The Catcher in the Rye
9 March 2013
In the novel Catcher in the Rye, by J.D. Salinger, Holden Caulfield is depressed teenager filled with angst. His depression is not only evident in his words, but his actions as well. He has never really lived a normal life, for his little brother died when he was just a young boy. He is vulnerable, and he has been in many situations no other person should ever have to experience. Throughout the story, Holden displays his depression and loneliness; he is trapped in a world where he feels he does not belong.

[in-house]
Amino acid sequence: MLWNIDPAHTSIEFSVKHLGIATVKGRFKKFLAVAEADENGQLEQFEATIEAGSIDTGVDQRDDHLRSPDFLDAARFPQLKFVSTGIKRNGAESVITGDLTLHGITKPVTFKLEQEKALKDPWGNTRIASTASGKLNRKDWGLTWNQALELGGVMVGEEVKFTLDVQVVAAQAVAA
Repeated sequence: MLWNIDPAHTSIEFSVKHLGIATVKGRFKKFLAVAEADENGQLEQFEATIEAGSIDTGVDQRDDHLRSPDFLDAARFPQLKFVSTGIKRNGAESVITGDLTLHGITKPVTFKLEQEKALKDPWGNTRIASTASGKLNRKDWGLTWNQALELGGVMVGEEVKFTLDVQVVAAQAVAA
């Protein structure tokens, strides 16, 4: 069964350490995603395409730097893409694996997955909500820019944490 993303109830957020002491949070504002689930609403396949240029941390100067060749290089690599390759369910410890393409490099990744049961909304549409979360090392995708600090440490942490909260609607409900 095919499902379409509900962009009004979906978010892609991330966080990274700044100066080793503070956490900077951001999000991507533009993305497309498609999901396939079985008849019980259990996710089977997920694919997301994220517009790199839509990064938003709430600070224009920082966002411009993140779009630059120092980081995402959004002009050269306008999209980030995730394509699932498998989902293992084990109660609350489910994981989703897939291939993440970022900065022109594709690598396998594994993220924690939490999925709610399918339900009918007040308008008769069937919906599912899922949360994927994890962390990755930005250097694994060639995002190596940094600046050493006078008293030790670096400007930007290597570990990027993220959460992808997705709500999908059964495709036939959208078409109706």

Holden endures an incredible amount of distress at a very young age. The death of his younger brother, Allie, and his family’s unusual way of handling it was the start of his depression. “I was only thirteen, and they were going to have me psychoanalyzed and all, because I broke all the windows in the garage. I don’t blame them. I really don’t. I slept in the garage the night he died, and I broke all the goddam windows with my fist, just for the hell of it”. (Salinger, 98). Holden misses his little brother, for example, one night while he was walking down the street in the city, he pretends he is talking to Allie. “Every time I'd get to the end of a block I'd make believe I was talking to my brother Allie. I'd say to him, ‘Allie, don't let me disappear. Allie, don't let me disappear. Allie, don't let me disappear. Please, Allie,’ and then when I'd reach the other side of the street without disappearing, I'd thank him”. (Salinger, 198). Holden’s fear of disappearing off of the sidewalk relates to his isolation of the world around him. When he says he is afraid of disappearing, he may really mean he is afraid of dying. He has dealt with death his whole life, but he is so frightened by the thought of dying, he refers to it as disappearing. After Allie’s death, Holden feels isolated from the rest of the world; like he didn’t fit in. He never really expressed himself in the ways...
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